We see the before and after. We see the way Hannah is treated when she’s alive. We see what cruelty can do. We see the places that people can go when she feels as she feels. Yet, once she’s gone, we (eventually) see genuine remorse from a number of her classmates. We see that so many of them could do more and they recognise that. They wish they had.

Perhaps, just perhaps, someone struggling can see themselves on screen in the form of Hannah. They can see that there could be a light out there. There could be more. There could be a reason to hold on that bit longer. There could be a reason to try and reach out. Just perhaps.

Perhaps, just perhaps, someone struggling can see themselves on screen in the form of Hannah.

Continuing with the cruelty aspect of the series, it was only last night on Twitter that I saw a girl, who was discussing football, receive a series of misogynistic replies including the tiresome ‘kitchen’ jibes alongside another which could constitute as ‘rape culture’. Girls face this shit on a day-to-day basis. I’ve seen it plenty times on Twitter and I regret not wading in.

It’s a fact that people hide behind social media. They say cruel things and they don’t have to face the consequences. That’s wrong.

13 Reasons Why tackles this head on. It’s a big part of pushing Hannah into this hole she can’t climb her way out of.

When we meet her she’s got an optimism, a belief people are good and as the series progresses, this is steadily eroded in harrowing fashion. The first spark, if you like, comes from the night of her first kiss with Justin. He takes an unflattering picture which is later enhanced by a lie he tells to basically play up to Bryce and co. (toxic masculinity, another thing tackled). Through the spreading of rumours and lies, Hannah is handed the reputation of a “slut”, as “easy and although absolutely not the case, it’s already the point of no return.

The show doesn’t just tackle rape culture, it tackles rape. Bryce rapes Justin’s girlfriend Jessica when she’s heavily intoxicated, while he also rapes Hannah in the penultimate episode. As with the suicide, these are horrible, uncomfortable scenes and again, kudos to the show for making them that.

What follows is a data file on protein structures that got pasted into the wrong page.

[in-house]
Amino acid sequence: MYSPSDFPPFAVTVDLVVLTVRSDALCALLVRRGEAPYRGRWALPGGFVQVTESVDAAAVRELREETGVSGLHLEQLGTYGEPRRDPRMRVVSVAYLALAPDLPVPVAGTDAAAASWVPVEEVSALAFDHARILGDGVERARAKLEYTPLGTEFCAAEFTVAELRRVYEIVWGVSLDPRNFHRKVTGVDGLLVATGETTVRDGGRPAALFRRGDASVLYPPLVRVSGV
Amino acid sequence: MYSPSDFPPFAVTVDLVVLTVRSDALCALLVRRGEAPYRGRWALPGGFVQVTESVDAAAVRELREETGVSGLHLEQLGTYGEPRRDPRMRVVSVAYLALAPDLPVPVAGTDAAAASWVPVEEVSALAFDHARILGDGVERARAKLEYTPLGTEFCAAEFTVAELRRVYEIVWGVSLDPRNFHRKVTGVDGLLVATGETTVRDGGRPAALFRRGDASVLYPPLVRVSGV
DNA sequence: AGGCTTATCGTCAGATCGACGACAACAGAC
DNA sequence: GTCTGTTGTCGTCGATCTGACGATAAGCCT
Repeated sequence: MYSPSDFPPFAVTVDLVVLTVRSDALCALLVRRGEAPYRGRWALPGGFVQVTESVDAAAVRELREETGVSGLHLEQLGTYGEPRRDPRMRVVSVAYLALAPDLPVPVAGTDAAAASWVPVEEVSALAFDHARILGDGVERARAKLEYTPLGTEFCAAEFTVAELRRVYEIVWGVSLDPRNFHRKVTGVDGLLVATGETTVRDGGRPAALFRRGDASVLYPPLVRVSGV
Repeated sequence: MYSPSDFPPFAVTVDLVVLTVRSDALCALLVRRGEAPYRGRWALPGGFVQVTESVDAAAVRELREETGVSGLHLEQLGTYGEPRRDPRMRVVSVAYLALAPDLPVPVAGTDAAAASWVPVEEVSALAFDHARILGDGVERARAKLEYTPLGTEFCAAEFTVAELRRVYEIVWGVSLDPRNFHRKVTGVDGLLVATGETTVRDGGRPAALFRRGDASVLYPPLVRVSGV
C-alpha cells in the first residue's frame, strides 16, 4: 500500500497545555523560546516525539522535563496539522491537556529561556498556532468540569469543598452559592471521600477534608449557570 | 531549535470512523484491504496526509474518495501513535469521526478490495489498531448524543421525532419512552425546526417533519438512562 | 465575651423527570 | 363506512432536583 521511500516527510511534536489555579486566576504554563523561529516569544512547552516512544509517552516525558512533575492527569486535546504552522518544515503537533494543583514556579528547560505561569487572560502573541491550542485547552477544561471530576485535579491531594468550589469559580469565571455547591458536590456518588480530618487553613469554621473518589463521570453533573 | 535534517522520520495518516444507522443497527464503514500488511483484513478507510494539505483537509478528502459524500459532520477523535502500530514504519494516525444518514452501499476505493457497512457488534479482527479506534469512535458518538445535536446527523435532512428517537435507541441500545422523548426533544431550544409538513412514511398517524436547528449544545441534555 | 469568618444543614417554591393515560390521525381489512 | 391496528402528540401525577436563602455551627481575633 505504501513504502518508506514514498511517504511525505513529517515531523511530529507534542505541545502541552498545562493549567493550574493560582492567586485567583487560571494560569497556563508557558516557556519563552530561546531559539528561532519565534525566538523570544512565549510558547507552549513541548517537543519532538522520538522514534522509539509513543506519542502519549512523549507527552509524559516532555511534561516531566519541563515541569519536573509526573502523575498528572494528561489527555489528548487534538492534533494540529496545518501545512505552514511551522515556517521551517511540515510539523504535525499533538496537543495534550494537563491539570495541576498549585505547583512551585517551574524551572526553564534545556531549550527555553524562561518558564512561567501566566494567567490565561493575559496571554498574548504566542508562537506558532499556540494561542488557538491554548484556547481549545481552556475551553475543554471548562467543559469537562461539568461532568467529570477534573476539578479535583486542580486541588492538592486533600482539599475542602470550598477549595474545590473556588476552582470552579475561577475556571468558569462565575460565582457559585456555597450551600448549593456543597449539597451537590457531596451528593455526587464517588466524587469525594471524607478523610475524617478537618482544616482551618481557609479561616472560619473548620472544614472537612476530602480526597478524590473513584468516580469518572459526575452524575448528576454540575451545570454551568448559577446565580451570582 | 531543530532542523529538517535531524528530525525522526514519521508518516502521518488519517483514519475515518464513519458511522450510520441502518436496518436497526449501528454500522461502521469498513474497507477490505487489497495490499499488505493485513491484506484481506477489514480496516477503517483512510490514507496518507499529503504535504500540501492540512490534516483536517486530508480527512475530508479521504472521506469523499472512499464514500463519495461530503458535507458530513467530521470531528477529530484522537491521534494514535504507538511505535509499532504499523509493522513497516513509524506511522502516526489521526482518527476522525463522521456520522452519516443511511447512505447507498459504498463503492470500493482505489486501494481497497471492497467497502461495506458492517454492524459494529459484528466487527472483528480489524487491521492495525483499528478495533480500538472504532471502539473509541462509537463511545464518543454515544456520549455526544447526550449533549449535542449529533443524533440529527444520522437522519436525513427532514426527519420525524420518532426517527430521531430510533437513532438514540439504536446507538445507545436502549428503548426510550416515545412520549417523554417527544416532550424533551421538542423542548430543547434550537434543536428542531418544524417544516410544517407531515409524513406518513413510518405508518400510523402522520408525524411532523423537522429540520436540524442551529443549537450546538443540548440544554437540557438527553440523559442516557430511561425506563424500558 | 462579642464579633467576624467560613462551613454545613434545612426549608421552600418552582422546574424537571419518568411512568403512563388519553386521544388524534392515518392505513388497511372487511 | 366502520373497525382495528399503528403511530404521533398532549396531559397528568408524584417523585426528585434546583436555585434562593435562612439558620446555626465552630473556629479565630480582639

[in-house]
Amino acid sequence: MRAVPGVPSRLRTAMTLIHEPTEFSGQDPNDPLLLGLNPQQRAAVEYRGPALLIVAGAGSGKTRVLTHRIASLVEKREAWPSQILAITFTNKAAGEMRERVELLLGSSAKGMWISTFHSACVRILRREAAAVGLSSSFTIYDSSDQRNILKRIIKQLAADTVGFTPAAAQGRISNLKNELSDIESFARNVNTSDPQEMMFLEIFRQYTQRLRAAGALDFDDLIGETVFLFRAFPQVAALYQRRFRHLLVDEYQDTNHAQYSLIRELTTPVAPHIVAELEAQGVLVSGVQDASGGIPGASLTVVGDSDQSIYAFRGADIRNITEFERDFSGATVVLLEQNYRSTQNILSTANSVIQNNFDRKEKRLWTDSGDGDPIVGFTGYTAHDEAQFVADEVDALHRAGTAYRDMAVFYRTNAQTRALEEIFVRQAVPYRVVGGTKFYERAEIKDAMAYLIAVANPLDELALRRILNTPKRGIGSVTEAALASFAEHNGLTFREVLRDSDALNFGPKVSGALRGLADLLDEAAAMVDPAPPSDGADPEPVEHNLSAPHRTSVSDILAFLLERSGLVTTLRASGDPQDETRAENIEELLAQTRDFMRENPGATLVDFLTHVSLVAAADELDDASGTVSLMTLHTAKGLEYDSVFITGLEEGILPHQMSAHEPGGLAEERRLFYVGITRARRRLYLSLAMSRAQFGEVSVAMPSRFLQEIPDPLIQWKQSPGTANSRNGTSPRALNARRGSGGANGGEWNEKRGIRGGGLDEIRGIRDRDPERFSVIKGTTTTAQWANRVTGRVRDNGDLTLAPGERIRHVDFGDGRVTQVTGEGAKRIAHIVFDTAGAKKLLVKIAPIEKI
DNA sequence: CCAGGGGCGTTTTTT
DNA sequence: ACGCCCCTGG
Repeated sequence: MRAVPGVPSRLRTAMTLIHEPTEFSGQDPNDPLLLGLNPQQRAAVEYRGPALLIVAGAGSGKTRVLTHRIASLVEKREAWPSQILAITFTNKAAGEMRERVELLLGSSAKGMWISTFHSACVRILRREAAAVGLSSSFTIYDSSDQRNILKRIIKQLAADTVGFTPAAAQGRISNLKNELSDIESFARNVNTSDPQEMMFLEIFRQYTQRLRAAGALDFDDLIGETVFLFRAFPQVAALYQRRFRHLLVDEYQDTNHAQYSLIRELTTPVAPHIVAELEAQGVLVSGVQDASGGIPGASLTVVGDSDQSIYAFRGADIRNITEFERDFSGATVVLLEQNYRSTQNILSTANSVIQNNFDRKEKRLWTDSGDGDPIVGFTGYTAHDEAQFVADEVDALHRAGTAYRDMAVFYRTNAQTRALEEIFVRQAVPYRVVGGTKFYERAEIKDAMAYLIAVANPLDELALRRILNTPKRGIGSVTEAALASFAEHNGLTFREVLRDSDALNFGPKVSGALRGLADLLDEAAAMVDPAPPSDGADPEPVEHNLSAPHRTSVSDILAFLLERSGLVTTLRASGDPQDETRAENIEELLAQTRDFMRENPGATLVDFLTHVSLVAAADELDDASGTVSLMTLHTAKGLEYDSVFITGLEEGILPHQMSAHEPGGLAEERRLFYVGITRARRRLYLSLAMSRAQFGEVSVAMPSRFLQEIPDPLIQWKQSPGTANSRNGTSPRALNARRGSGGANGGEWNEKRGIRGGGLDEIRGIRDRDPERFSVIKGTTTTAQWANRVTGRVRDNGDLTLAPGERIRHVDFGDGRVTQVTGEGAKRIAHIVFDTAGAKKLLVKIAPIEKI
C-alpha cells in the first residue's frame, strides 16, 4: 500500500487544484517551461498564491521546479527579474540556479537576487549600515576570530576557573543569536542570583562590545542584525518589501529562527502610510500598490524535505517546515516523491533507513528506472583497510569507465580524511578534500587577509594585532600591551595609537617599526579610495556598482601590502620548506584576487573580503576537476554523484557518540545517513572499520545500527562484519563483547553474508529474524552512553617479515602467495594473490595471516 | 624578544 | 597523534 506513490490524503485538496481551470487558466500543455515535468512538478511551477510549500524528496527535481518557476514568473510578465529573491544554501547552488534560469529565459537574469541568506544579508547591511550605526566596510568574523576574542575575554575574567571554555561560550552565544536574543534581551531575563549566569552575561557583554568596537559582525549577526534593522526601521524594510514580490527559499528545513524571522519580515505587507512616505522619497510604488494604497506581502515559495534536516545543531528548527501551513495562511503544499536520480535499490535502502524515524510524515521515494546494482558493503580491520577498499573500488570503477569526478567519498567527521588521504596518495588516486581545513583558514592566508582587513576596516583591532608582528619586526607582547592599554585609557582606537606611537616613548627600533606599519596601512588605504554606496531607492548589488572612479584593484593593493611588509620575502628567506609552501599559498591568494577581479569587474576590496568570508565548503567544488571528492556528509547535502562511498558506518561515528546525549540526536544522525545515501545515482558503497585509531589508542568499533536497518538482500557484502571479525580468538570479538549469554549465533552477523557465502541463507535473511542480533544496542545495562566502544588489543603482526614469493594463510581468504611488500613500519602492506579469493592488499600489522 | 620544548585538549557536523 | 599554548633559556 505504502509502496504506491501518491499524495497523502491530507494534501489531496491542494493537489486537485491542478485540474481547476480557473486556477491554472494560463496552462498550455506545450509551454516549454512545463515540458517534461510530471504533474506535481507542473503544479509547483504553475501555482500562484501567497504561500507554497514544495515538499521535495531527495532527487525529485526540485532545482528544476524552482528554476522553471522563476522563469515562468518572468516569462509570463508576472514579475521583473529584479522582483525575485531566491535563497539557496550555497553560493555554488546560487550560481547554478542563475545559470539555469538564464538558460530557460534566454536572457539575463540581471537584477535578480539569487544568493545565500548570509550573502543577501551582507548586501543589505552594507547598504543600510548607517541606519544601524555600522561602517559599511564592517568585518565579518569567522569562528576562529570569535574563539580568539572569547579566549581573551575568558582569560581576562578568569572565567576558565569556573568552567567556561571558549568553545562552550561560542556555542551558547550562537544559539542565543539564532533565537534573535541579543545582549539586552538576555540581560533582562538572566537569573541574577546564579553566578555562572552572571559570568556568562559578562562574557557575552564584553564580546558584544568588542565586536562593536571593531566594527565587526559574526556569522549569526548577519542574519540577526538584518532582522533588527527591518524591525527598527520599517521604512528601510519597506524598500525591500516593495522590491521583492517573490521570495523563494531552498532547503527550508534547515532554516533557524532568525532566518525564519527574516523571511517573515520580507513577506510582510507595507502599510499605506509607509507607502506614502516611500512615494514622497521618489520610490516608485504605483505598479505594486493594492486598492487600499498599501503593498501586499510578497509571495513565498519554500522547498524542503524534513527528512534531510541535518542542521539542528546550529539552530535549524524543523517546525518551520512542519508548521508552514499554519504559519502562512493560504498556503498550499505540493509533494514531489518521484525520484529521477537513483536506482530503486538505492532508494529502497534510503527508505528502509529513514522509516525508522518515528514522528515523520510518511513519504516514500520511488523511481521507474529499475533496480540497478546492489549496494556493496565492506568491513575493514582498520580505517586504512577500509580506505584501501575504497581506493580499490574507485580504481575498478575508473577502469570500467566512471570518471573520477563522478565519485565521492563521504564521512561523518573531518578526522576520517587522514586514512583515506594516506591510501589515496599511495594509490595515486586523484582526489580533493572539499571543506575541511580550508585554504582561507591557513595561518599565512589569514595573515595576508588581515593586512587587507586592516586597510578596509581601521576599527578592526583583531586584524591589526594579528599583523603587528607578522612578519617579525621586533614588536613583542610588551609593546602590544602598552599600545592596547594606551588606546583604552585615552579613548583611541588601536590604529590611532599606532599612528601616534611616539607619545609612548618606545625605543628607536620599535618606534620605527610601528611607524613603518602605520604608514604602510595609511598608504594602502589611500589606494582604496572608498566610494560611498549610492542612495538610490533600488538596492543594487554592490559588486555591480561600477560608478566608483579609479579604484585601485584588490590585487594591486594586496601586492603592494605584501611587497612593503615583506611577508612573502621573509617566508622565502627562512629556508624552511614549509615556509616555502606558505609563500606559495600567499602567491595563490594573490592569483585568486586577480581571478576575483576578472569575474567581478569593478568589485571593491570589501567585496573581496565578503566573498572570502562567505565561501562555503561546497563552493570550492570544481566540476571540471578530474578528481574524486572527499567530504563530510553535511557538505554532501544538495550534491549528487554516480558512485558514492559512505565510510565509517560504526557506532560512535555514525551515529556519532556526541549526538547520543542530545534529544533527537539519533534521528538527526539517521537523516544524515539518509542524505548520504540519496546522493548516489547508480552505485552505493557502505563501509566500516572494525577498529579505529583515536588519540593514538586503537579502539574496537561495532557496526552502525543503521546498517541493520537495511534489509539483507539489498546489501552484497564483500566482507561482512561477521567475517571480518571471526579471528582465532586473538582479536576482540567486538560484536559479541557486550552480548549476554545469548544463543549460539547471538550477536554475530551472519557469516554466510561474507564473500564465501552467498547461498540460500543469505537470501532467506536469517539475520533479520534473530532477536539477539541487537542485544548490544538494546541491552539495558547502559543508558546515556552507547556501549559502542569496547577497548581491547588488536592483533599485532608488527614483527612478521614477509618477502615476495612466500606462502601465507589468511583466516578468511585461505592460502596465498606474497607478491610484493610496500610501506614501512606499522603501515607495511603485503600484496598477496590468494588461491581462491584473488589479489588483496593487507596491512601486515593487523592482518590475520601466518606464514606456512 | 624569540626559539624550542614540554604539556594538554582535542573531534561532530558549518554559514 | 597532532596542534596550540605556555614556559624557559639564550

Why should we sugar coat this? This shit happens. It’s horrible to sit through but good. Damn good. Perhaps it can push us into doing something about it. Porter, the school’s guidance counsellor, certainly doesn’t when Hannah comes to him and reveals her rape. Perhaps overwhelmed (though by no means an excuse) he suggests she could “move on”, which again is all too real.

For some reason, we live in a world where being a dick seems to be easier for people than being a friend.

13 Reasons Why shows us the value of reaching out. It shows us the value of being kind. It shows us that words hurt. Actions have a cost. What someone may see as a joke could be anything but to someone else. And I think that is really damn powerful. It’s one of those things we should know, but we don’t. How often do you hear the ridiculous ‘just banter’ excuse? It’s a way to advocate responsibility and run away.

For some reason, we live in a world where being a dick seems to be easier for people than being a friend.

In the final episode, Clay says, “It has to get better. The way we treat each other and look out for each other. It has to get better somehow.” Hopefully 13 Reasons Why can be a part of that ‘somehow’.

I’d hope that it’s opened up people’s eyes. For someone who has suffered from depression and had some genuinely dark days, it opened mine. It’s honestly got me to see the world a little differently, even when I thought I already had it nailed.